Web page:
two things? And how do you go about ensuring that, when people
put down `no political activity', that may be strictly true within
the limited definition of the wording, but does it not give a
distorting effect, that you then report upon?
(Dame Rennie Fritchie) No. All applicants for a public
appointment are asked to complete the question in relation to
activity they have undertaken during the last five years, and
they are asked to tick a box that says, "Can you give details,
if you have (a) obtained office as a local councillor, MP or MEP;
stood as a candidate for one of the above offices; spoken on behalf
of a party or candidate?" And then "(b) acted as a political
agent; held office, such as treasurer or secretary of a local
branch of a party; canvassed on behalf of a party or helped at
elections; undertaken any other political activity which you consider
relevant?" And "(c) none of the activities above apply."
So it is not about affiliation, it is not asking about membership,
it is asking about activity. This was a question that people were
encouraged to ask as a result of the work of Lord Nolan and the
Committee. So I think they are appropriate questions to be asked.
I know we have been in correspondence, in the past, where you
telephoned and I wrote back, about people who do not fill in the
box; so you have those who say, "Yes, I have done some of
these things," people who say, "No, none of the above
apply," and others who do not fill in the box. Now I cannot
speculate as to what parties people might belong to, if they have
done any of these things and choose not to fill in the box. But
I do think it is important that people complete the questionnaires;
and, therefore, it is a matter for Government Departments, and
certainly the Cabinet Office secretariat who are working on best
practice to ensure that, at interview stage, those who are being
interviewed and at any kind of stage using the application forms,
people are asked to make sure that they have filled these in.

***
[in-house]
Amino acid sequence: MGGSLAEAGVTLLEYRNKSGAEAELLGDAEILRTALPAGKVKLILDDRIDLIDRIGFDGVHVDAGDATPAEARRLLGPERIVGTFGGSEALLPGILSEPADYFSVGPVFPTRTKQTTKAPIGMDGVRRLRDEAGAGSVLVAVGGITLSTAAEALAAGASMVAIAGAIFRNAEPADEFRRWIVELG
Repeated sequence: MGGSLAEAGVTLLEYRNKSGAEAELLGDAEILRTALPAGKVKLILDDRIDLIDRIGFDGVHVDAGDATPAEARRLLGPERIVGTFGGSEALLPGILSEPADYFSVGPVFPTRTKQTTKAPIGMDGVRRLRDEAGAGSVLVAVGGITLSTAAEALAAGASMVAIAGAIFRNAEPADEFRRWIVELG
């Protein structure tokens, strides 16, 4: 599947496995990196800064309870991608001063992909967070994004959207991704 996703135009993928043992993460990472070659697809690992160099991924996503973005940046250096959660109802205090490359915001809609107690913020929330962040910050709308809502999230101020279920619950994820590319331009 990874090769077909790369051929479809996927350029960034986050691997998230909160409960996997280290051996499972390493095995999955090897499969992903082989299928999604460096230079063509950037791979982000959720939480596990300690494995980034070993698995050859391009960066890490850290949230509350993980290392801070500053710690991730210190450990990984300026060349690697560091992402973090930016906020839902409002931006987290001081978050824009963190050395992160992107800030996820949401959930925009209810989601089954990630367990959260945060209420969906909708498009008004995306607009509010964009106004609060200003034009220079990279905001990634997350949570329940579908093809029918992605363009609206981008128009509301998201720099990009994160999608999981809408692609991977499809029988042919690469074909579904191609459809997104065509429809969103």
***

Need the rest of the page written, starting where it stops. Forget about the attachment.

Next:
11. But, given that it distorts the figures,
why do you not recommend that it is compulsory to complete, "Are
you a member of a party?", and have powers to say that if
people do not fill that in then you take some sanction against
them? Why do you not do that?
(Dame Rennie Fritchie) Because it is not a question
that we would ask, "Are you a member of a party?", that
is a private concern. It is, "Have you undertaken activity?";
this is the question that was agreed would be asked, and therefore
this is the question we ask. I can encourage more people to fill
it in, and others in Government Departments can encourage, and
I recognise that if people choose not to fill it in, as sometimes
choose not to fill in the `disability' box, or something else,
then it may have an effect on what a true number is and what a
number is that is recorded. But we must ask the question, and
I must make public the recorded answers.
12. But you have no proposals to look at that
further, or to make recommendations to Government about the use
of that box?
(Dame Rennie Fritchie) I have already, with Government
Departments, asked them to ensure a number of things, in completion
of application forms, and this is one; so I have already, working
with Government Departments, said it is important that people
fill in the boxes that are there, if they have something to say.
13. Just to complete that bit of questioning,
Brian was onto an interesting point; are you forbidden by any
statute from suggesting, is one forbidden from asking a question,
like, "Are you a member of a political party?"?
(Dame Rennie Fritchie) I think the Neill Committee
looked at this issue and decided it was not an appropriate thing
to do; and, therefore, so far, I have taken a line from that,
which says we are looking at activity, sometimes because activity
can indicate skills you have learned elsewhere that you can transfer.
But it is not something that I have in mind to do, and it is not
something, as far as I know, that the Nolan or Neill Committees
would make a recommendation about. I would say that I am not forbidden
to do it. It has not been in my mind to do. But I am already concerned
about the number of people, as we go out and try to encourage
a wider range of people to come forward, who are concerned that,
if they are not able to demonstrate membership of a political
party, they might not be selected; I think that is not true. And
I would not want that to be a concern, or to add to that concern.
14. You are saying you need information, which
at the moment implicitly is information which a Nolan or a Neill
Committee recommendation was suggesting should not be collected,
or should not be required. Therefore, is it not really with that
recommendation that you have an issue; your questions, your series
of questions, are really trying to obtain by the back door what
Lord Neill has ruled out by the front?